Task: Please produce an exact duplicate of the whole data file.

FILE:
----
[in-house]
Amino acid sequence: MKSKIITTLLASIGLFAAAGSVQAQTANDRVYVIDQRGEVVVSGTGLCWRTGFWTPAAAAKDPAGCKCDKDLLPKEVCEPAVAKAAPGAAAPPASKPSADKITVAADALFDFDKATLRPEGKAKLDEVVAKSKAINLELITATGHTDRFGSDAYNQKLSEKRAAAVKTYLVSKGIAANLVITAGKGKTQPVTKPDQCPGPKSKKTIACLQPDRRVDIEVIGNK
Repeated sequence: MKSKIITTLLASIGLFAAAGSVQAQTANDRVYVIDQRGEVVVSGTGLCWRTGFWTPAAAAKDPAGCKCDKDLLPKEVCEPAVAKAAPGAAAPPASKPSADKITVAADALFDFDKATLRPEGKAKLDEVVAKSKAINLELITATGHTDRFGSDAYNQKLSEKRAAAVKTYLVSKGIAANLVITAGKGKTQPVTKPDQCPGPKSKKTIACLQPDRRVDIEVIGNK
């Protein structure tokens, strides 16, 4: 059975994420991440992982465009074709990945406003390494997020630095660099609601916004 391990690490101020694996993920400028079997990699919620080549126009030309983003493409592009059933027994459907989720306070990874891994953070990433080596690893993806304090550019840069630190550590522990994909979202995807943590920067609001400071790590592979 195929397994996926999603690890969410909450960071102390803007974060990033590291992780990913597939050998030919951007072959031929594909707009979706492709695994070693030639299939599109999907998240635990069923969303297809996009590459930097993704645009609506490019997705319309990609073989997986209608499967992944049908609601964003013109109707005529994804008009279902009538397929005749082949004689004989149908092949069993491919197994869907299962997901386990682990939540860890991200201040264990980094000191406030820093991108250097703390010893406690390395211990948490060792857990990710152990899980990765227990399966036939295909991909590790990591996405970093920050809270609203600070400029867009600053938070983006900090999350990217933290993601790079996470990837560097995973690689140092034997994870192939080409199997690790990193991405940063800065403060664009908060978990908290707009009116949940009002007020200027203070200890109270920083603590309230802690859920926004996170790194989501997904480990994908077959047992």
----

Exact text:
[in-house]
Amino acid sequence: MKSKIITTLLASIGLFAAAGSVQAQTANDRVYVIDQRGEVVVSGTGLCWRTGFWTPAAAAKDPAGCKCDKDLLPKEVCEPAVAKAAPGAAAPPASKPSADKITVAADALFDFDKATLRPEGKAKLDEVVAKSKAINLELITATGHTDRFGSDAYNQKLSEKRAAAVKTYLVSKGIAANLVITAGKGKTQPVTKPDQCPGPKSKKTIACLQPDRRVDIEVIGNK
Repeated sequence: MKSKIITTLLASIGLFAAAGSVQAQTANDRVYVIDQRGEVVVSGTGLCWRTGFWTPAAAAKDPAGCKCDKDLLPKEVCEPAVAKAAPGAAAPPASKPSADKITVAADALFDFDKATLRPEGKAKLDEVVAKSKAINLELITATGHTDRFGSDAYNQKLSEKRAAAVKTYLVSKGIAANLVITAGKGKTQPVTKPDQCPGPKSKKTIACLQPDRRVDIEVIGNK
């Protein structure tokens, strides 16, 4: 059975994420991440992982465009074709990945406003390494997020630095660099609601916004 391990690490101020694996993920400028079997990699919620080549126009030309983003493409592009059933027994459907989720306070990874891994953070990433080596690893993806304090550019840069630190550590522990994909979202995807943590920067609001400071790590592979 195929397994996926999603690890969410909450960071102390803007974060990033590291992780990913597939050998030919951007072959031929594909707009979706492709695994070693030639299939599109999907998240635990069923969303297809996009590459930097993704645009609506490019997705319309990609073989997986209608499967992944049908609601964003013109109707005529994804008009279902009538397929005749082949004689004989149908092949069993491919197994869907299962997901386990682990939540860890991200201040264990980094000191406030820093991108250097703390010893406690390395211990948490060792857990990710152990899980990765227990399966036939295909991909590790990591996405970093920050809270609203600070400029867009600053938070983006900090999350990217933290993601790079996470990837560097995973690689140092034997994870192939080409199997690790990193991405940063800065403060664009908060978990908290707009009116949940009002007020200027203070200890109270920083603590309230802690859920926004996170790194989501997904480990994908077959047992």